Abstract

Objective: Disparate white matter fractional anisotropy (FA) findings have been reported in patients with schizophrenia in recent years. This may in part reflect heterogeneity of subjects in the studies, including differences in outcome and severity of the illness. We examined whether there is a relationship between white matter FA and outcome in patients with schizophrenia. Method: Diffusion-tensor images were obtained in 41 normal subjects and 104 patients with schizophrenia, divided into good-outcome (n = 51) and poor-outcome (Kraepelinian; n = 53) subtypes based on their ability for self-care. White matter FA and its relationship to regional tissue volumes were evaluated across 40 individual Brodmann's areas using a semi-automated parcellation technique. Results: Overall white matter FA was lower in schizophrenia patients than normal subjects, with regional reductions in widespread temporoparietal and selected prefrontal white matter regions. In schizophrenia patients, lower regional white matter FA was associated with lower regional gray matter volumes. In comparison to normal subjects, overall white matter FA was reduced in patients with poor outcomes in both hemispheres, but to a lesser extent and only in the right hemisphere in good-outcome patients. Lower regional FA was associated with larger regional white matter volumes in good-outcome group. Conclusions: Global FA reductions implicate white matter as tissue type in the pathophysiology of schizophrenia. In contrast to poor outcome, good outcome in schizophrenia patients may be associated with less extensive FA reductions, higher FA in regional frontal and cingulate white matter, and correlated increases in regional white matter volumes, particularly in the left hemisphere.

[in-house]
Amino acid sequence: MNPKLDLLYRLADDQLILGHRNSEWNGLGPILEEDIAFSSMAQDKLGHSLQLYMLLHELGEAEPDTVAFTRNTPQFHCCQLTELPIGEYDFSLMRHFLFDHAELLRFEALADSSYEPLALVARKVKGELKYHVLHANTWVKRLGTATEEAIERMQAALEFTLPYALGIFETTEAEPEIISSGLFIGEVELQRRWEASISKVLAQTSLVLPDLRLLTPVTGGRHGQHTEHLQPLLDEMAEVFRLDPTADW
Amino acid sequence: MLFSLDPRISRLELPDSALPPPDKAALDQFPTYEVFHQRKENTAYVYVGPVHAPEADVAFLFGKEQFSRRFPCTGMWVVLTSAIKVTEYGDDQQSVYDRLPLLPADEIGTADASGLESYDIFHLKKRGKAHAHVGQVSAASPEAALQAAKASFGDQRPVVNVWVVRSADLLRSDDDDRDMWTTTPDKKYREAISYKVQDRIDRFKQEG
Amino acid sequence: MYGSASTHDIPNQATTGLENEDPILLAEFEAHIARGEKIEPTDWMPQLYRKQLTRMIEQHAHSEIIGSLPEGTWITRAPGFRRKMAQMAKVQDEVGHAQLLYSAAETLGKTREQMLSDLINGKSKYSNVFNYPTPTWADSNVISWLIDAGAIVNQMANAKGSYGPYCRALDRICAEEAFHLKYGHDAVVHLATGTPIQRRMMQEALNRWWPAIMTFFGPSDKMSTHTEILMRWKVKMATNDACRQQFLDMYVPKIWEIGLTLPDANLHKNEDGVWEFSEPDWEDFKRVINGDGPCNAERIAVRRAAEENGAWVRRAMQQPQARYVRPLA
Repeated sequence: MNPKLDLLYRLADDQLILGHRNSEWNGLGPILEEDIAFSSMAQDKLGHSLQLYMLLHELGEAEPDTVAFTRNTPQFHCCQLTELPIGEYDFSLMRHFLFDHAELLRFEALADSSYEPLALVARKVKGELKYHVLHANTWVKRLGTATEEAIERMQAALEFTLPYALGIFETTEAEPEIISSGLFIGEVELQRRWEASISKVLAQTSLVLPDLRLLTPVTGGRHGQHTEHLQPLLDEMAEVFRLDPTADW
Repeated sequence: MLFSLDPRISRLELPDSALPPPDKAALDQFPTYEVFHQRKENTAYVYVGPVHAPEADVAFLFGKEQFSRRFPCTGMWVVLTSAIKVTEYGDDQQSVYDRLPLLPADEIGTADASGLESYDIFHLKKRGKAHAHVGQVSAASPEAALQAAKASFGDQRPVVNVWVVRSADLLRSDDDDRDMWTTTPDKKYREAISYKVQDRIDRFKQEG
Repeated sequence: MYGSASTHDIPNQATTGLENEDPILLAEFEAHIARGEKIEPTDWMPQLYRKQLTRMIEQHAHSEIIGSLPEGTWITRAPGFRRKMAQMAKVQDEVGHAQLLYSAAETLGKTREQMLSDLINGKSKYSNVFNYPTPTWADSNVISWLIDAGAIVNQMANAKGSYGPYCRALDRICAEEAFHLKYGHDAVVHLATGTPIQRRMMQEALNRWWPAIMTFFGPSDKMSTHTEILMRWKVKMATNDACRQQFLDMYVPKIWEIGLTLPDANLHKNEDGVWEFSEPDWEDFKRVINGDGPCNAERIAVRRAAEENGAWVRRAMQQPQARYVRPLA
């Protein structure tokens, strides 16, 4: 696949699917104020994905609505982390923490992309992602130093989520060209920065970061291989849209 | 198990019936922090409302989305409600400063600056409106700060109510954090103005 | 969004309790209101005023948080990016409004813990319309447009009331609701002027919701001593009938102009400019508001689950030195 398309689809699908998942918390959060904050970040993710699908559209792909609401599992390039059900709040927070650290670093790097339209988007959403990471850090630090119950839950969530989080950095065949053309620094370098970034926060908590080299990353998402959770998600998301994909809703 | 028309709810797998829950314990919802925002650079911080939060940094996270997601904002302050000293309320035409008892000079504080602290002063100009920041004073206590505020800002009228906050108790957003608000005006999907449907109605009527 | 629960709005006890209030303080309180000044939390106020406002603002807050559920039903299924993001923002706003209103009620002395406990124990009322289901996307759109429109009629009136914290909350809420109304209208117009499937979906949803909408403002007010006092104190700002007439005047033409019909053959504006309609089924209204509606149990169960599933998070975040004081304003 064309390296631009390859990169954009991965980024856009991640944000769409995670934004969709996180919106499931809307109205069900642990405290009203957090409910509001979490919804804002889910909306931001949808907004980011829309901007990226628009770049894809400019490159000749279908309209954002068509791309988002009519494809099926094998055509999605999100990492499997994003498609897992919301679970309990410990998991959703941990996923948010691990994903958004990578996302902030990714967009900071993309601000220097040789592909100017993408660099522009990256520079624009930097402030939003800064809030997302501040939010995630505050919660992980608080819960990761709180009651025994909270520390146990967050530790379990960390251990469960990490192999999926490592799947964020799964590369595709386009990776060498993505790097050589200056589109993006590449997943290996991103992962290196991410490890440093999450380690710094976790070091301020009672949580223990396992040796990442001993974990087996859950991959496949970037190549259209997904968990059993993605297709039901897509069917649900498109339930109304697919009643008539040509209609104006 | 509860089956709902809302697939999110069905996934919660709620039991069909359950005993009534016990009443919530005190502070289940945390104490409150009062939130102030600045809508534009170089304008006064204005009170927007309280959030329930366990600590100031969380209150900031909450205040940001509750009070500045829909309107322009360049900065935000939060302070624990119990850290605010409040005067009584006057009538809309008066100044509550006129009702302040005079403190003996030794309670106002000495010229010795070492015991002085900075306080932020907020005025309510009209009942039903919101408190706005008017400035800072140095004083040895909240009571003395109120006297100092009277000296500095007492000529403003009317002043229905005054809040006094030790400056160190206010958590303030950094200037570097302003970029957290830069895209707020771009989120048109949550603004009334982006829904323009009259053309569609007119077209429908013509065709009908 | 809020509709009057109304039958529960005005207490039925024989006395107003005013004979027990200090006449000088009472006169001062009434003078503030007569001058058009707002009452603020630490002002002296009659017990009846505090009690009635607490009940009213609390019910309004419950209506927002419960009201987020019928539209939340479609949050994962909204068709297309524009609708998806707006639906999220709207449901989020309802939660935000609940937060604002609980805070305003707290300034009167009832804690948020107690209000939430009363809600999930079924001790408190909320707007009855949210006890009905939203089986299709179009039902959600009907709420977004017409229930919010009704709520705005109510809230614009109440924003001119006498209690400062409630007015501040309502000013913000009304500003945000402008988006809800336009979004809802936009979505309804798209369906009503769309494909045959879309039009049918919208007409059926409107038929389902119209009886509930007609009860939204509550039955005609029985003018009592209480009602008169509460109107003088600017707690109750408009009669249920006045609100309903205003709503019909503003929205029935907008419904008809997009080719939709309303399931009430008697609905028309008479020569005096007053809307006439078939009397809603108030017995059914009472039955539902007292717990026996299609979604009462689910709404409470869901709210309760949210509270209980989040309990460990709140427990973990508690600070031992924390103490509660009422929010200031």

Original languageEnglish
Pages (from-to)138-159
Number of pages22
JournalSchizophrenia Research
Volume87
Issue number1-3
DOIs
StatePublished - Oct 2006

Keywords

  • Brodmann's areas
  • Diffusion-tensor imaging
  • Fractional anisotropy
  • Frontal lobe
  • Longitudinal course
  • Schizophrenia

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